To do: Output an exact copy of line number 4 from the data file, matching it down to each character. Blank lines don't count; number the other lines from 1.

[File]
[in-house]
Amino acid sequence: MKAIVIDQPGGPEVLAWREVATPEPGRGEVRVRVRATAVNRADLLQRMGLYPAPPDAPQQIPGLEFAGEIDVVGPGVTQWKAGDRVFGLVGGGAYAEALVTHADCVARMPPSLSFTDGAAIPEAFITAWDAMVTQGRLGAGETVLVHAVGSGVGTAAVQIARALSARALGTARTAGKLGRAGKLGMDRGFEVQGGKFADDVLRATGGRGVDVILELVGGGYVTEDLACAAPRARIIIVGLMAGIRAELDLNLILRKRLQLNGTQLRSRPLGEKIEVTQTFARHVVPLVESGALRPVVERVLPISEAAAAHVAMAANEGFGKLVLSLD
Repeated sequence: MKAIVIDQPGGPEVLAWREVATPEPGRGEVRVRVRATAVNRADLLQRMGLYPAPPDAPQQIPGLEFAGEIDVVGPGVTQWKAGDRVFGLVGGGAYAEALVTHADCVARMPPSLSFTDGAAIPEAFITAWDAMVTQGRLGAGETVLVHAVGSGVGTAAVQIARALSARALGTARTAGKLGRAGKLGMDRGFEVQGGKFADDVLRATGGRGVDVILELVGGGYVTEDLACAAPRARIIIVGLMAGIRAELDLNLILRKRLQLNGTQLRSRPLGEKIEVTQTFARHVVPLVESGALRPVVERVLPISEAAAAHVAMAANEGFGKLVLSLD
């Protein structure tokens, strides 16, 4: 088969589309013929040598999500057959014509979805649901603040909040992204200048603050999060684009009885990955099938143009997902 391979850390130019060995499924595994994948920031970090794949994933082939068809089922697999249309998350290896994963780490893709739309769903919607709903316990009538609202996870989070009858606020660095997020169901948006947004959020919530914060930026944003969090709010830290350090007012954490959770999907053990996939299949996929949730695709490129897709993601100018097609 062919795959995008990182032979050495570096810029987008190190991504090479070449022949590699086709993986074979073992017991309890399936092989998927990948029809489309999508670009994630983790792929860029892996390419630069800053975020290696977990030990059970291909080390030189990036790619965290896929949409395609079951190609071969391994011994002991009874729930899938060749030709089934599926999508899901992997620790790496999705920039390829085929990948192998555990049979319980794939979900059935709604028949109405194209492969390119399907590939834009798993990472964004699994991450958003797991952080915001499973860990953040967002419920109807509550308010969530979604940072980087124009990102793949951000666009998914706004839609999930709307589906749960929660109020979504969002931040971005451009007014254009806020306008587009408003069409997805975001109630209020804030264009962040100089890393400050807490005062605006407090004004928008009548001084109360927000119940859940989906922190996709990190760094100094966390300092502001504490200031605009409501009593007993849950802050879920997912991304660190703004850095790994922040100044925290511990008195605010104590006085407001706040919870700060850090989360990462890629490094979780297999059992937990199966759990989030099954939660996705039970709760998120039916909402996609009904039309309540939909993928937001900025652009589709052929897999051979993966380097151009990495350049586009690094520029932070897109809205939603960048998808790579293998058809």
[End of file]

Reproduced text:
């Protein structure tokens, strides 16, 4: 088969589309013929040598999500057959014509979805649901603040909040992204200048603050999060684009009885990955099938143009997902 391979850390130019060995499924595994994948920031970090794949994933082939068809089922697999249309998350290896994963780490893709739309769903919607709903316990009538609202996870989070009858606020660095997020169901948006947004959020919530914060930026944003969090709010830290350090007012954490959770999907053990996939299949996929949730695709490129897709993601100018097609 062919795959995008990182032979050495570096810029987008190190991504090479070449022949590699086709993986074979073992017991309890399936092989998927990948029809489309999508670009994630983790792929860029892996390419630069800053975020290696977990030990059970291909080390030189990036790619965290896929949409395609079951190609071969391994011994002991009874729930899938060749030709089934599926999508899901992997620790790496999705920039390829085929990948192998555990049979319980794939979900059935709604028949109405194209492969390119399907590939834009798993990472964004699994991450958003797991952080915001499973860990953040967002419920109807509550308010969530979604940072980087124009990102793949951000666009998914706004839609999930709307589906749960929660109020979504969002931040971005451009007014254009806020306008587009408003069409997805975001109630209020804030264009962040100089890393400050807490005062605006407090004004928008009548001084109360927000119940859940989906922190996709990190760094100094966390300092502001504490200031605009409501009593007993849950802050879920997912991304660190703004850095790994922040100044925290511990008195605010104590006085407001706040919870700060850090989360990462890629490094979780297999059992937990199966759990989030099954939660996705039970709760998120039916909402996609009904039309309540939909993928937001900025652009589709052929897999051979993966380097151009990495350049586009690094520029932070897109809205939603960048998808790579293998058809």